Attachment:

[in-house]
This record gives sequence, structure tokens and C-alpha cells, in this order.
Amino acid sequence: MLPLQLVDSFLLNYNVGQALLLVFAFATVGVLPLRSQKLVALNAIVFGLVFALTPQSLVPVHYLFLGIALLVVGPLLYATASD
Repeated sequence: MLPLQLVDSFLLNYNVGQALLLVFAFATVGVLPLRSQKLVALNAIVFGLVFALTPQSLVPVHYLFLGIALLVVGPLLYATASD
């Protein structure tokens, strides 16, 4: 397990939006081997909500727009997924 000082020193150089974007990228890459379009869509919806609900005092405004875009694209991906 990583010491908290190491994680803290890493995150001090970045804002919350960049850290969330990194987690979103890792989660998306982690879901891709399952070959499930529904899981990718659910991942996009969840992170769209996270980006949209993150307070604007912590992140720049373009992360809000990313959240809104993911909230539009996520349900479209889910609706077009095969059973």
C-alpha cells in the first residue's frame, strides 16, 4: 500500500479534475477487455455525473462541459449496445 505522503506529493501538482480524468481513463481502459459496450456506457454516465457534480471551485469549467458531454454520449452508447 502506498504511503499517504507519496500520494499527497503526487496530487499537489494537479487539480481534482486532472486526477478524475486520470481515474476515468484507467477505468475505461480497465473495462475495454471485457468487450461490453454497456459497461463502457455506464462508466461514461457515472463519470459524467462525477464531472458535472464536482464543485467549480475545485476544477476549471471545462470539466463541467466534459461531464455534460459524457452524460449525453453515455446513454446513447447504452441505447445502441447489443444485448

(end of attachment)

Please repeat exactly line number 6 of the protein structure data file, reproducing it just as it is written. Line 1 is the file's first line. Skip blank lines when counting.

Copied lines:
C-alpha cells in the first residue's frame, strides 16, 4: 500500500479534475477487455455525473462541459449496445 505522503506529493501538482480524468481513463481502459459496450456506457454516465457534480471551485469549467458531454454520449452508447 502506498504511503499517504507519496500520494499527497503526487496530487499537489494537479487539480481534482486532472486526477478524475486520470481515474476515468484507467477505468475505461480497465473495462475495454471485457468487450461490453454497456459497461463502457455506464462508466461514461457515472463519470459524467462525477464531472458535472464536482464543485467549480475545485476544477476549471471545462470539466463541467466534459461531464455534460459524457452524460449525453453515455446513454446513447447504452441505447445502441447489443444485448